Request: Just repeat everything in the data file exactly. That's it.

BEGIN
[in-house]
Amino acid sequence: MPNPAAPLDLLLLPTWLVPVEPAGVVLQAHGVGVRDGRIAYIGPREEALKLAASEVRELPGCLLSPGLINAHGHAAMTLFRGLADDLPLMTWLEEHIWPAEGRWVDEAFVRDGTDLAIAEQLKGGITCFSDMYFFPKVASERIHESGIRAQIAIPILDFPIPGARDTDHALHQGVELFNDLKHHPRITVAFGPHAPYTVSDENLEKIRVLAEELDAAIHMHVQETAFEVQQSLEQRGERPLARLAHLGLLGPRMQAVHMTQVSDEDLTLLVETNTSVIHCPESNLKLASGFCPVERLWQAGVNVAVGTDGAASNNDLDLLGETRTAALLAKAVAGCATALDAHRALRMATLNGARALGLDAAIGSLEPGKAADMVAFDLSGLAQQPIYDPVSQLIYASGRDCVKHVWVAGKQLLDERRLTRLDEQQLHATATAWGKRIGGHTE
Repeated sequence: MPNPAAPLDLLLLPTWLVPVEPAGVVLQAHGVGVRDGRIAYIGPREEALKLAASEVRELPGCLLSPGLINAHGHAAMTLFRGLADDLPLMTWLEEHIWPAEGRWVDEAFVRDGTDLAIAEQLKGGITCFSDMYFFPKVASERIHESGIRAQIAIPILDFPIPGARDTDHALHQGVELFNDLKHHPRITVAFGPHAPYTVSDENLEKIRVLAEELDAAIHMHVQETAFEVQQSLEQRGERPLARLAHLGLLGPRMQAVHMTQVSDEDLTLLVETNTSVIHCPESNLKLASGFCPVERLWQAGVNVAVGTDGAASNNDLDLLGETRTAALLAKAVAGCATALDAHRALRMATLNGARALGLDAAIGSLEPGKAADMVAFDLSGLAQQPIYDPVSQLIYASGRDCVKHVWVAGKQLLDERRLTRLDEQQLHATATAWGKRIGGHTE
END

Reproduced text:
[in-house]
Amino acid sequence: MPNPAAPLDLLLLPTWLVPVEPAGVVLQAHGVGVRDGRIAYIGPREEALKLAASEVRELPGCLLSPGLINAHGHAAMTLFRGLADDLPLMTWLEEHIWPAEGRWVDEAFVRDGTDLAIAEQLKGGITCFSDMYFFPKVASERIHESGIRAQIAIPILDFPIPGARDTDHALHQGVELFNDLKHHPRITVAFGPHAPYTVSDENLEKIRVLAEELDAAIHMHVQETAFEVQQSLEQRGERPLARLAHLGLLGPRMQAVHMTQVSDEDLTLLVETNTSVIHCPESNLKLASGFCPVERLWQAGVNVAVGTDGAASNNDLDLLGETRTAALLAKAVAGCATALDAHRALRMATLNGARALGLDAAIGSLEPGKAADMVAFDLSGLAQQPIYDPVSQLIYASGRDCVKHVWVAGKQLLDERRLTRLDEQQLHATATAWGKRIGGHTE
Repeated sequence: MPNPAAPLDLLLLPTWLVPVEPAGVVLQAHGVGVRDGRIAYIGPREEALKLAASEVRELPGCLLSPGLINAHGHAAMTLFRGLADDLPLMTWLEEHIWPAEGRWVDEAFVRDGTDLAIAEQLKGGITCFSDMYFFPKVASERIHESGIRAQIAIPILDFPIPGARDTDHALHQGVELFNDLKHHPRITVAFGPHAPYTVSDENLEKIRVLAEELDAAIHMHVQETAFEVQQSLEQRGERPLARLAHLGLLGPRMQAVHMTQVSDEDLTLLVETNTSVIHCPESNLKLASGFCPVERLWQAGVNVAVGTDGAASNNDLDLLGETRTAALLAKAVAGCATALDAHRALRMATLNGARALGLDAAIGSLEPGKAADMVAFDLSGLAQQPIYDPVSQLIYASGRDCVKHVWVAGKQLLDERRLTRLDEQQLHATATAWGKRIGGHTE